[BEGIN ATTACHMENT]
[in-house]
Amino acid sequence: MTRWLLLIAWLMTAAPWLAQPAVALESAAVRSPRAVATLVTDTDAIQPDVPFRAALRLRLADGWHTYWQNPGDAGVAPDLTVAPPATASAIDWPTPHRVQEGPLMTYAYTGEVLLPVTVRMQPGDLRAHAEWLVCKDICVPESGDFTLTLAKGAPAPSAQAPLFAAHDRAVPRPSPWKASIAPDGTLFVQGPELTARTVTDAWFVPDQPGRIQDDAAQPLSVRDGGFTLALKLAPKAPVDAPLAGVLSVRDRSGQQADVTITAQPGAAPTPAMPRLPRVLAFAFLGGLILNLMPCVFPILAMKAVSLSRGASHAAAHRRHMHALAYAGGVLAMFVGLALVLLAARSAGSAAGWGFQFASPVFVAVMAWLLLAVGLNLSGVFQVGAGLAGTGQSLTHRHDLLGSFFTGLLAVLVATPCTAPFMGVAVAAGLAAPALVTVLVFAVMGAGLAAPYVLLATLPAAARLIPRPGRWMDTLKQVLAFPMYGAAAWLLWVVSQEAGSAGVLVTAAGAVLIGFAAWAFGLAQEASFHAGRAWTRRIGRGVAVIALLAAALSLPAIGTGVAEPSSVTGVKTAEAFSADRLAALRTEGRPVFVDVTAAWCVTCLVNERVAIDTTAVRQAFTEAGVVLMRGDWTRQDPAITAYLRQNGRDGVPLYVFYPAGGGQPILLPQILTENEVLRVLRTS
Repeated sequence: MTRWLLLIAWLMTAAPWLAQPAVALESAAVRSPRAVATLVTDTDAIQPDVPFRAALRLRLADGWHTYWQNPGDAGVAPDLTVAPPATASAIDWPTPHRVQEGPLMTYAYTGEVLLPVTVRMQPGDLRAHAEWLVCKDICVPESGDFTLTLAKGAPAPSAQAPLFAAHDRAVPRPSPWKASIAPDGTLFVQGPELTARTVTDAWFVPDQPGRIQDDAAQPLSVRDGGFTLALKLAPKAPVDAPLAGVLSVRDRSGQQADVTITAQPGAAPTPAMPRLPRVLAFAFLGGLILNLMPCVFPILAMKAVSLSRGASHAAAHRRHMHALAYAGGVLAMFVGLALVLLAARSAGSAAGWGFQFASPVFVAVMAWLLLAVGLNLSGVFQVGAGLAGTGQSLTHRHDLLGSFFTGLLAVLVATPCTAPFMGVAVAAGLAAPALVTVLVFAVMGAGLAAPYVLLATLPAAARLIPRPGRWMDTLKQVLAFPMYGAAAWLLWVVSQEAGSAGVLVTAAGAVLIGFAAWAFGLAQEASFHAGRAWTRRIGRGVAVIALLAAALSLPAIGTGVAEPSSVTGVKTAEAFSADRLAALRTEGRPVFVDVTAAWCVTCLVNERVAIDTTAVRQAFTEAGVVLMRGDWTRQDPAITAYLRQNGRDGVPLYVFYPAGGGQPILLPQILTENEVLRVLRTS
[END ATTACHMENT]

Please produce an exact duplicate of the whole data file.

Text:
[in-house]
Amino acid sequence: MTRWLLLIAWLMTAAPWLAQPAVALESAAVRSPRAVATLVTDTDAIQPDVPFRAALRLRLADGWHTYWQNPGDAGVAPDLTVAPPATASAIDWPTPHRVQEGPLMTYAYTGEVLLPVTVRMQPGDLRAHAEWLVCKDICVPESGDFTLTLAKGAPAPSAQAPLFAAHDRAVPRPSPWKASIAPDGTLFVQGPELTARTVTDAWFVPDQPGRIQDDAAQPLSVRDGGFTLALKLAPKAPVDAPLAGVLSVRDRSGQQADVTITAQPGAAPTPAMPRLPRVLAFAFLGGLILNLMPCVFPILAMKAVSLSRGASHAAAHRRHMHALAYAGGVLAMFVGLALVLLAARSAGSAAGWGFQFASPVFVAVMAWLLLAVGLNLSGVFQVGAGLAGTGQSLTHRHDLLGSFFTGLLAVLVATPCTAPFMGVAVAAGLAAPALVTVLVFAVMGAGLAAPYVLLATLPAAARLIPRPGRWMDTLKQVLAFPMYGAAAWLLWVVSQEAGSAGVLVTAAGAVLIGFAAWAFGLAQEASFHAGRAWTRRIGRGVAVIALLAAALSLPAIGTGVAEPSSVTGVKTAEAFSADRLAALRTEGRPVFVDVTAAWCVTCLVNERVAIDTTAVRQAFTEAGVVLMRGDWTRQDPAITAYLRQNGRDGVPLYVFYPAGGGQPILLPQILTENEVLRVLRTS
Repeated sequence: MTRWLLLIAWLMTAAPWLAQPAVALESAAVRSPRAVATLVTDTDAIQPDVPFRAALRLRLADGWHTYWQNPGDAGVAPDLTVAPPATASAIDWPTPHRVQEGPLMTYAYTGEVLLPVTVRMQPGDLRAHAEWLVCKDICVPESGDFTLTLAKGAPAPSAQAPLFAAHDRAVPRPSPWKASIAPDGTLFVQGPELTARTVTDAWFVPDQPGRIQDDAAQPLSVRDGGFTLALKLAPKAPVDAPLAGVLSVRDRSGQQADVTITAQPGAAPTPAMPRLPRVLAFAFLGGLILNLMPCVFPILAMKAVSLSRGASHAAAHRRHMHALAYAGGVLAMFVGLALVLLAARSAGSAAGWGFQFASPVFVAVMAWLLLAVGLNLSGVFQVGAGLAGTGQSLTHRHDLLGSFFTGLLAVLVATPCTAPFMGVAVAAGLAAPALVTVLVFAVMGAGLAAPYVLLATLPAAARLIPRPGRWMDTLKQVLAFPMYGAAAWLLWVVSQEAGSAGVLVTAAGAVLIGFAAWAFGLAQEASFHAGRAWTRRIGRGVAVIALLAAALSLPAIGTGVAEPSSVTGVKTAEAFSADRLAALRTEGRPVFVDVTAAWCVTCLVNERVAIDTTAVRQAFTEAGVVLMRGDWTRQDPAITAYLRQNGRDGVPLYVFYPAGGGQPILLPQILTENEVLRVLRTS